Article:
The prevalence of polycystic ovaries in women with a history of gestational diabetes.
Kousta E., Cela E., Lawrence N., Penny A., Millauer B., White D., Wilson H., Robinson S., Johnston D., McCarthy M., Franks S.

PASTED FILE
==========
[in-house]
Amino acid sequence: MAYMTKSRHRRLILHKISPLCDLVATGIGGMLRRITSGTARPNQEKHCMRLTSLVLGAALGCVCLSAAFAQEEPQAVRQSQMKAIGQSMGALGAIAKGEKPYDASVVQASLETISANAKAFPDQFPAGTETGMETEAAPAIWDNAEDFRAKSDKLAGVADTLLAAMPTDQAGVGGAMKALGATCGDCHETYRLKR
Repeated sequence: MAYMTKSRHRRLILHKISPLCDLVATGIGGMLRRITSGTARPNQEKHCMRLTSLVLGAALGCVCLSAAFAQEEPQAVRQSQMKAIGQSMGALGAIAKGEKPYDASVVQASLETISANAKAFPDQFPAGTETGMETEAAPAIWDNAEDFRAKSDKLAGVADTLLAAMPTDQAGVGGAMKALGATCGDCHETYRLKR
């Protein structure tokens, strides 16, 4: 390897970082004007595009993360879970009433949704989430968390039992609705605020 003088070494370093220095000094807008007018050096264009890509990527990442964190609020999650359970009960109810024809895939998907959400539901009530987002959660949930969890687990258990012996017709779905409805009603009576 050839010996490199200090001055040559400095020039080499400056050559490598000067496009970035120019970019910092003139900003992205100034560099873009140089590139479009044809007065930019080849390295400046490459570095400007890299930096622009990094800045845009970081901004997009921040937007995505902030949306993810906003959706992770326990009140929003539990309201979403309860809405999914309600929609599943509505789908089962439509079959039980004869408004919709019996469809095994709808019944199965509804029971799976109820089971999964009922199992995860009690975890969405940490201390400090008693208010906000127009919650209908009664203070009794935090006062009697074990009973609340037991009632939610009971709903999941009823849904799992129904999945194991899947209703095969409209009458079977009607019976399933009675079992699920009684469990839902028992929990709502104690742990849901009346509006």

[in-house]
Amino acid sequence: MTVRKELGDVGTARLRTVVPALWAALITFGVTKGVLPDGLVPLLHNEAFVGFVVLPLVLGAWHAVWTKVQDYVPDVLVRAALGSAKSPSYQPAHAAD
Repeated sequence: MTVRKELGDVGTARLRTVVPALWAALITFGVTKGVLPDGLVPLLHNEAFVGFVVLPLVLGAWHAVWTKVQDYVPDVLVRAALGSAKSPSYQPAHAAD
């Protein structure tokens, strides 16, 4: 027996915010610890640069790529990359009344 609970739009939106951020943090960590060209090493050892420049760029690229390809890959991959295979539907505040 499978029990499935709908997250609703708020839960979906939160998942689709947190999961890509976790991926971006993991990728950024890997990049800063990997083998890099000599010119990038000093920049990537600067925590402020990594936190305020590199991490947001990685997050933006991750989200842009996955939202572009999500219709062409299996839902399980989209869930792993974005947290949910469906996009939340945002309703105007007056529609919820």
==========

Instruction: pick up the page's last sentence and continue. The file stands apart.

OBJECTIVE: Women with a history of gestational diabetes mellitus (GDM) and women with polycystic ovary syndrome (PCOS) both demonstrate abnormalities in insulin action and secretion, and both are at increased risk of developing type 2 diabetes. To determine whether these similarities reflect a common pathophysiological basis, we examined the prevalence of ultrasound-based polycystic ovarian morphology in a large multiethnic group of women with a history of GDM and a group of women who had normal glucose tolerance during pregnancy. PATIENTS AND DESIGN: We studied 91 women with previous GDM (48 European, 20 South Asian, 10 Afro-Caribbean and 13 of other or mixed ethnicity) and 73 normoglycaemic control women (56 European, one South Asian, 14 Afro-Caribbean and two of other or mixed ethnicity), a median (interquartile range) of 20 (11-36) and 29 (17-49) months postpartum, respectively. A detailed history was taken, and the prevalence of PCO morphology on ultrasound scan was assessed. Fasting lipids, insulin, glucose status, gonadotrophins and testosterone were measured. Estimates of beta-cell function (%B) and insulin sensitivity (%S) were derived using the HOMA algorithm. RESULTS: Women with previous GDM had higher fasting glucose (5.4 (4. 8-6.0) vs. 4.7 (4.4-5.0) mmol/l, P<0.0001) and features reminiscent of syndrome X: higher BMI (26.4 (22.8-31.4) vs. 23.8 (21. 0-27.5) kg/m2, P = 0.002), waist/hip ratio (0.82 (0.79-0.88) vs. 0. 77 (0.73-0.81), P<0.0001), fasting insulin (165 (68-299) vs. 54 (24-156) pmol/l, P<0.0001), triglycerides (1.1 (0.8-1.6) vs. 0.8 (0.6-1.1) mmol/l, P<0.0001) and lower insulin sensitivity (%S) (27 (16-62) vs. 86 (34-139)%, P<0.0001) compared to control women. The prevalence of PCO was higher in the previous GDM group than in the control subjects (47/91 (52%) vs. 20/73 (27%), chi2 = 9.86, P = 0. 002 overall, odds ratio 2.7, P = 0.007 by logistic regression allowing for ethnicity). There was no difference in any metabolic parameter between the post-GDM PCO group and the post-GDM normal ovaries group, but irregular cycles were more prevalent in the PCO group (22/47 (47%) vs. 9/44 (21%), chi2 = 7.03, P = 0.008). CONCLUSIONS: We found a higher prevalence of polycystic ovarian morphology in women with a history of gestational diabetes. Among the women with previous gestational diabetes, irregular cycles were more prevalent in the PCO group than in the women with normal ovarian morphology, but no other differences in endocrine or metabolic parameters were detected. These findings confirm an association between PCO and gestational diabetes and suggest that women with gestational diabetes display metabolic abnormalities irrespective of ovarian morphology.